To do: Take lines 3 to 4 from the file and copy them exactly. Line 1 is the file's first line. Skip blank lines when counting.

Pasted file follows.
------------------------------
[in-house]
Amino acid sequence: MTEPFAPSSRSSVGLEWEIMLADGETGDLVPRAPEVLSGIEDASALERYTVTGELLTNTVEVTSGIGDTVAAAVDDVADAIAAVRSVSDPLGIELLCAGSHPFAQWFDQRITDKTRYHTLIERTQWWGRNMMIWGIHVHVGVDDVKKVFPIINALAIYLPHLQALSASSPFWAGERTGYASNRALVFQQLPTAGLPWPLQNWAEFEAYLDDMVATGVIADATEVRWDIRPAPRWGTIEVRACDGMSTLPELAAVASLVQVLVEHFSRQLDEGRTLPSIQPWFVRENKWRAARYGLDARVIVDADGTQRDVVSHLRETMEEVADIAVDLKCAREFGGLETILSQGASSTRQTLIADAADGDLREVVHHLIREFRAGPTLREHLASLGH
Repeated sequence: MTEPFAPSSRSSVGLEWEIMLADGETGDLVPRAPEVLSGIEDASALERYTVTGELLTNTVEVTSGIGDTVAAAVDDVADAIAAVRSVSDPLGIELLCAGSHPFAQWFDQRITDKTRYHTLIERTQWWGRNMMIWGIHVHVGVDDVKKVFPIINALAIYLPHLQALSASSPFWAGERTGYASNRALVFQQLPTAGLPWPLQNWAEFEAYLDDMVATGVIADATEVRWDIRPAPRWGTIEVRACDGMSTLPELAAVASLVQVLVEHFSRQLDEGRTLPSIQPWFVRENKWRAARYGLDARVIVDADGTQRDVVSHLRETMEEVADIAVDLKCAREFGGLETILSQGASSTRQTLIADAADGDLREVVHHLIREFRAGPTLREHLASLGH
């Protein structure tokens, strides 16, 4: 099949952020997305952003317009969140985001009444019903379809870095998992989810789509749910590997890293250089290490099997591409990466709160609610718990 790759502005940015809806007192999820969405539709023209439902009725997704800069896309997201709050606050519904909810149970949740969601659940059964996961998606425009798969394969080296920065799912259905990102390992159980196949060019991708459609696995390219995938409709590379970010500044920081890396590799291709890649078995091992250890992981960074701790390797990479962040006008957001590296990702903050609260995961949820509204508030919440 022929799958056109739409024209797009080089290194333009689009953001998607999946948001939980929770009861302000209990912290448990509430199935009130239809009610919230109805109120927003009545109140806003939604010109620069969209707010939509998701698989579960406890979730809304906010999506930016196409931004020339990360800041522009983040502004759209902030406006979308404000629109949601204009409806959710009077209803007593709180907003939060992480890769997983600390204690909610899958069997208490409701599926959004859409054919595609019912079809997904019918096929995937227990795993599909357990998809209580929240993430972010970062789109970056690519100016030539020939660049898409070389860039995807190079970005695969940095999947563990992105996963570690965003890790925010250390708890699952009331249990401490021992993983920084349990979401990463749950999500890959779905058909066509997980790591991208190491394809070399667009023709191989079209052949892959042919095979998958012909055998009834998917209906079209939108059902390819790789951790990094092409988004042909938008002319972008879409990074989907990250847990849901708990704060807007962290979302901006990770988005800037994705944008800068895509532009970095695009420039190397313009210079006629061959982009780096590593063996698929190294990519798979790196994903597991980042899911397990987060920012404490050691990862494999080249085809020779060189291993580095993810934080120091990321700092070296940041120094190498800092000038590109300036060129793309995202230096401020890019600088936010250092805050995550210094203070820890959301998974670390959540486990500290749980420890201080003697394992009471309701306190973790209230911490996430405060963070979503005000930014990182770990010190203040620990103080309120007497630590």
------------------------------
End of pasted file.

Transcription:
Repeated sequence: MTEPFAPSSRSSVGLEWEIMLADGETGDLVPRAPEVLSGIEDASALERYTVTGELLTNTVEVTSGIGDTVAAAVDDVADAIAAVRSVSDPLGIELLCAGSHPFAQWFDQRITDKTRYHTLIERTQWWGRNMMIWGIHVHVGVDDVKKVFPIINALAIYLPHLQALSASSPFWAGERTGYASNRALVFQQLPTAGLPWPLQNWAEFEAYLDDMVATGVIADATEVRWDIRPAPRWGTIEVRACDGMSTLPELAAVASLVQVLVEHFSRQLDEGRTLPSIQPWFVRENKWRAARYGLDARVIVDADGTQRDVVSHLRETMEEVADIAVDLKCAREFGGLETILSQGASSTRQTLIADAADGDLREVVHHLIREFRAGPTLREHLASLGH
């Protein structure tokens, strides 16, 4: 099949952020997305952003317009969140985001009444019903379809870095998992989810789509749910590997890293250089290490099997591409990466709160609610718990 790759502005940015809806007192999820969405539709023209439902009725997704800069896309997201709050606050519904909810149970949740969601659940059964996961998606425009798969394969080296920065799912259905990102390992159980196949060019991708459609696995390219995938409709590379970010500044920081890396590799291709890649078995091992250890992981960074701790390797990479962040006008957001590296990702903050609260995961949820509204508030919440 022929799958056109739409024209797009080089290194333009689009953001998607999946948001939980929770009861302000209990912290448990509430199935009130239809009610919230109805109120927003009545109140806003939604010109620069969209707010939509998701698989579960406890979730809304906010999506930016196409931004020339990360800041522009983040502004759209902030406006979308404000629109949601204009409806959710009077209803007593709180907003939060992480890769997983600390204690909610899958069997208490409701599926959004859409054919595609019912079809997904019918096929995937227990795993599909357990998809209580929240993430972010970062789109970056690519100016030539020939660049898409070389860039995807190079970005695969940095999947563990992105996963570690965003890790925010250390708890699952009331249990401490021992993983920084349990979401990463749950999500890959779905058909066509997980790591991208190491394809070399667009023709191989079209052949892959042919095979998958012909055998009834998917209906079209939108059902390819790789951790990094092409988004042909938008002319972008879409990074989907990250847990849901708990704060807007962290979302901006990770988005800037994705944008800068895509532009970095695009420039190397313009210079006629061959982009780096590593063996698929190294990519798979790196994903597991980042899911397990987060920012404490050691990862494999080249085809020779060189291993580095993810934080120091990321700092070296940041120094190498800092000038590109300036060129793309995202230096401020890019600088936010250092805050995550210094203070820890959301998974670390959540486990500290749980420890201080003697394992009471309701306190973790209230911490996430405060963070979503005000930014990182770990010190203040620990103080309120007497630590």